In reeling a target in, the cave fisher’s goal is to eat them, and that’s what it immediately goes about doing. Once it yanks an opponent up to it with the Filament action, it Multiattacks with its Claws until the target is dead—not simply unconscious, but dead. If a target breaks free, drops to the cavern floor and gets KO’d by the fall, the cave fisher throws out another filament and retrieves them, because, hey, free meal. This operation is not fast, however: extending the filament (described under the Adhesive Filament trait) and reeling it back in (described under the Filament action) are two separate actions that the cave fisher can’t take on the same turn. This fact is easy to miss, and I’m not entirely sure why the stat block was organized the way it is, because one might misread Adhesive Filament and fail to notice that it takes an action to extend, or conclude that because Filament is listed under Actions and Adhesive Filament isn’t, that the one action categorized as an action includes both extension and retraction.
Even so, the ceiling is still the best place for the cave fisher to wait for prey. Especially if its hiding place is 60 to 65 feet up, a fall from that height deals a lot more damage than the cave fisher can deal with an opportunity attack against an escapee who’s running away; plus, it’s a sure thing, while an opportunity attack may miss. That being said, however, if the choice is between a ground-level hiding place 60 feet from a traffic lane and a spot on the ceiling 30 feet above it, the cave fisher chooses the former, because the distance keeps it from being spotted by creatures with darkvision, and most subterranean critters in fifth-edition Dungeons & Dragons possess some means of seeing in the dark—if not darkvision, then blindsight or tremorsense.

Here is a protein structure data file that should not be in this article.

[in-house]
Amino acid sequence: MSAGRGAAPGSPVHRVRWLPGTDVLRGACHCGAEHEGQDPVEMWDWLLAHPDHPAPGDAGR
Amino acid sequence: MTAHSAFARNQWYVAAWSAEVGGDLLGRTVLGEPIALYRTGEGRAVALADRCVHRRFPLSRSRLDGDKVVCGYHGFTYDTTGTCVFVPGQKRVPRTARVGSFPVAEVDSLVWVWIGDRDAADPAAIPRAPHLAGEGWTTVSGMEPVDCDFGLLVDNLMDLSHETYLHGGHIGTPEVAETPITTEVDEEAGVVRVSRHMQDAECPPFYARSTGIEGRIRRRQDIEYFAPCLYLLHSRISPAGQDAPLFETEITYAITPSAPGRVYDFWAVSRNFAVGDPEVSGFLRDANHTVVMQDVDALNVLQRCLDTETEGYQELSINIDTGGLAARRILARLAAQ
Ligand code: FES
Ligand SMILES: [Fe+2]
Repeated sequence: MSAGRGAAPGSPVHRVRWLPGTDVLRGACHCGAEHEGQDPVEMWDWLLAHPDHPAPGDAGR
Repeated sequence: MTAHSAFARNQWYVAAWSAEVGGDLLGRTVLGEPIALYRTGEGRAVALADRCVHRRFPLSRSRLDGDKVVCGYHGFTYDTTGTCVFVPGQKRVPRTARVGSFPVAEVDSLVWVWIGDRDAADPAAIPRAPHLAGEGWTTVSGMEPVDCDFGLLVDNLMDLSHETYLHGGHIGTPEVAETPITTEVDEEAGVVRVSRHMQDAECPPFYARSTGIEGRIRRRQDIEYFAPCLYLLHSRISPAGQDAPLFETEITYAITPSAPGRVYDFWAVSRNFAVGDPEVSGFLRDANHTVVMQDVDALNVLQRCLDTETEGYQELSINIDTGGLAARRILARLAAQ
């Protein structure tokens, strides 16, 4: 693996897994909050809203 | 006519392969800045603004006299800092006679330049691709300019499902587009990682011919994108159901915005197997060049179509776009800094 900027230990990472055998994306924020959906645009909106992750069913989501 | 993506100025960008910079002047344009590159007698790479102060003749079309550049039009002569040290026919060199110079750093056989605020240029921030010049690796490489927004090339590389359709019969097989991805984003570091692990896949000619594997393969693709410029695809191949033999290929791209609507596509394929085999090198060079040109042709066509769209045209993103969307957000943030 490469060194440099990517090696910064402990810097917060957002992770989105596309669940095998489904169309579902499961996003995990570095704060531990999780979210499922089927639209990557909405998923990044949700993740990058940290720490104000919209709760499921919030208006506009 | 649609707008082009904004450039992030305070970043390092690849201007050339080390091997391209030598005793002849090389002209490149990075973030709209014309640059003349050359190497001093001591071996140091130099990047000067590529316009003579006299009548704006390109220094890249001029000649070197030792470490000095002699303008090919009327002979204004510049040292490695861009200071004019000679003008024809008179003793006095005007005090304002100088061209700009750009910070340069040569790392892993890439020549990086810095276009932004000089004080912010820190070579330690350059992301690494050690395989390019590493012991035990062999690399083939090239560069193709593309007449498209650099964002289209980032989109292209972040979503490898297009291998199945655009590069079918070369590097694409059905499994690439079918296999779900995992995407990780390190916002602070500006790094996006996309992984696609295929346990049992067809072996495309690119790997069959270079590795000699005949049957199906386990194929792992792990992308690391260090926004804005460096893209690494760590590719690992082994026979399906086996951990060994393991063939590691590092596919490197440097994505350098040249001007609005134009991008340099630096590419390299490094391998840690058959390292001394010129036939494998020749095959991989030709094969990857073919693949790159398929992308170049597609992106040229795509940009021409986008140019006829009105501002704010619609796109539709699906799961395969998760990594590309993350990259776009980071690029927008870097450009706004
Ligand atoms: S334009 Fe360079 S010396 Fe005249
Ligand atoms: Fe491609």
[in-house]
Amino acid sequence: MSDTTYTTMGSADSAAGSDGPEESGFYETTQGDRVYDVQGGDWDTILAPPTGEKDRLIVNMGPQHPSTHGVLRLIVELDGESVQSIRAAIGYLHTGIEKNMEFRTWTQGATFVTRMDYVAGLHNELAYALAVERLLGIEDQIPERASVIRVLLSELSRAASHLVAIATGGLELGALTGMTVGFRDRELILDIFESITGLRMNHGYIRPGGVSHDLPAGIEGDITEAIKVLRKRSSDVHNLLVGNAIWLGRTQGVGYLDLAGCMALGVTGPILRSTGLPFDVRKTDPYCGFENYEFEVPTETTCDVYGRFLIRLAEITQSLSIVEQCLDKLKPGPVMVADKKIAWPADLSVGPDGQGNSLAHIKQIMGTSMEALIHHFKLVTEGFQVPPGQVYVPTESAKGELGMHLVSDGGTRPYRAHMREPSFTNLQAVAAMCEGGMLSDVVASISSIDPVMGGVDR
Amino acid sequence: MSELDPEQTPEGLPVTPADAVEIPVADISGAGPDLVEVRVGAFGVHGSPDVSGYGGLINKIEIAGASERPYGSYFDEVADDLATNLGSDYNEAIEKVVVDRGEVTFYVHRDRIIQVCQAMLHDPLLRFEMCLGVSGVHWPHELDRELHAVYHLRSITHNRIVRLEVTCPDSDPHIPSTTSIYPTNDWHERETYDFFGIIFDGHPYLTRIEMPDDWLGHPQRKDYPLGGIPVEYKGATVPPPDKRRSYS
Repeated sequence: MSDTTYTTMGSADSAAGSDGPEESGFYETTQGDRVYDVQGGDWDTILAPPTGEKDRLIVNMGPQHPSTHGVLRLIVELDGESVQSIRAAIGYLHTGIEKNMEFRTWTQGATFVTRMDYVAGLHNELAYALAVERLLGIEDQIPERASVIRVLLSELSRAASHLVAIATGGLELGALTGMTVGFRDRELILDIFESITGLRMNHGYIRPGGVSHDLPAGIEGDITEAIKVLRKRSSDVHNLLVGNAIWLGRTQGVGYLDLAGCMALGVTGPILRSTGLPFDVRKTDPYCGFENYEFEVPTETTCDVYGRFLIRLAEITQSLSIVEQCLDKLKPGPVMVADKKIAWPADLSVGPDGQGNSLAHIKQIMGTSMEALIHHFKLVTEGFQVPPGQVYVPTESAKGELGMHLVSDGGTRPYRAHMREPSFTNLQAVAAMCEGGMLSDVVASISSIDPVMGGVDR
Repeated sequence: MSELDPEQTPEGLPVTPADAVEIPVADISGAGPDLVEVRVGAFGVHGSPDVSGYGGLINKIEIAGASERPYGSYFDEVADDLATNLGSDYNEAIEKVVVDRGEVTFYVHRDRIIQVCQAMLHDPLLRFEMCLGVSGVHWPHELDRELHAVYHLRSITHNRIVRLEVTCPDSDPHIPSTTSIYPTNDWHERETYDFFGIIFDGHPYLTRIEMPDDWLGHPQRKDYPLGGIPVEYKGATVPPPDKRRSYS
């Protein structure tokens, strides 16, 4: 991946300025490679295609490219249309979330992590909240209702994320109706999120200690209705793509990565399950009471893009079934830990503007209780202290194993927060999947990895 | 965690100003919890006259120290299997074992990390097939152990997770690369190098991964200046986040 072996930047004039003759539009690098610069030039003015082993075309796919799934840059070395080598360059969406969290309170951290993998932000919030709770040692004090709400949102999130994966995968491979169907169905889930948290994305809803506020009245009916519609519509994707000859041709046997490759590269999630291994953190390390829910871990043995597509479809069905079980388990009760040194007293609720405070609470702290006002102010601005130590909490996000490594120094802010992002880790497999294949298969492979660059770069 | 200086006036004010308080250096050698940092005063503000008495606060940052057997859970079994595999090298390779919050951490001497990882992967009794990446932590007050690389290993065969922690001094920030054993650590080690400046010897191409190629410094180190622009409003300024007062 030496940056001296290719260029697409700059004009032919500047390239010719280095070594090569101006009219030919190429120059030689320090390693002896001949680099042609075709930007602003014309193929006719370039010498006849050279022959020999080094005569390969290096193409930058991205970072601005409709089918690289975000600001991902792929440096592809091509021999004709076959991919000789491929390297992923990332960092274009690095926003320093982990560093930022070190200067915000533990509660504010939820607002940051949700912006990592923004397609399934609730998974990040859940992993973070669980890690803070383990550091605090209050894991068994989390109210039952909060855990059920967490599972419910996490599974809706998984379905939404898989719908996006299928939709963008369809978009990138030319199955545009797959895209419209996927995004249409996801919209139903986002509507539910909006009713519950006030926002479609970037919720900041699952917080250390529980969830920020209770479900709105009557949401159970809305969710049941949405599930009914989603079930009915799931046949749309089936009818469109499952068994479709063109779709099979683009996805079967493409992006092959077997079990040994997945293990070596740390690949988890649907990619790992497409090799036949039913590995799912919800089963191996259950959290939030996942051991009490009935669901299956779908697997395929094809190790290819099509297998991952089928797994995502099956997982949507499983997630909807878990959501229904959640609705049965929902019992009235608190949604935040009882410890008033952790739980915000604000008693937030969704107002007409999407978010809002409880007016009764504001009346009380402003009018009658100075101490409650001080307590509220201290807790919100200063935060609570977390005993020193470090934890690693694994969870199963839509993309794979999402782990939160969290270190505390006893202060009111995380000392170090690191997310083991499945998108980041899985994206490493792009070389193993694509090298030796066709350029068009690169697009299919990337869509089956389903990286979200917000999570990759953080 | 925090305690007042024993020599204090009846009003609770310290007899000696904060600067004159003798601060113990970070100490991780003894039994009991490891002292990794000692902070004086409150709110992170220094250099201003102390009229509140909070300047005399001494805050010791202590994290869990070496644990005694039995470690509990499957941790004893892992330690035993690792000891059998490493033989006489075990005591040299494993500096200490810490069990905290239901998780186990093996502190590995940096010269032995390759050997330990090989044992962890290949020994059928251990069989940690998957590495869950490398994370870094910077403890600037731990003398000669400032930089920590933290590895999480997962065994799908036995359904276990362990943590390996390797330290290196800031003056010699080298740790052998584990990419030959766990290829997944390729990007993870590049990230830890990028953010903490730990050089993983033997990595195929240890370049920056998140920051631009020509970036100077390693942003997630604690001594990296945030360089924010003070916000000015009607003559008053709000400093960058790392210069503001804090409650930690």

Like other predators, cave fishers don’t like it when prey fights back, and they retreat when moderately wounded (reduced to 40 hp or fewer), using the Dodge action as they move away. They also skitter away if charged by multiple foes who have the ability to reach it, although the first thing they do is go straight up the wall to the ceiling.
I haven’t talked about their Flammable Blood yet, because, to be blunt, the Flammable Blood trait is goofy, and I don’t want to dignify it. It’s easy enough to say that it has no effect on their tactics, since (a) they’re too stupid to have any way of knowing that their blood is flammable, (b) they attempt to flee before they’re reduced to half their maximum hit points anyway, and (c) since they’re vulnerable to fire only after they’re that badly wounded, they’d have little opportunity to develop an instinctive fear of it—even more so since (d) they live in damp underground caves where they’re never going to encounter a natural open flame.
Per the flavor text, cave fishers are solitary by nature. Multiple cave fishers will be found in a single location only if they’ve been drawn there by especially good hunting, and when one catches a morsel, the others will try to snatch it away and consume it themselves. I suggest using only a single cave fisher if what you want is an actual combat encounter and using multiple cave fishers when you want them to be more of an obstacle—or if you want to mine the comic potential of having the halfling get helplessly yanked through the air by a bunch of albino spider-crawdads fighting over who gets to eat them while everyone else tries to figure out how to get them back down.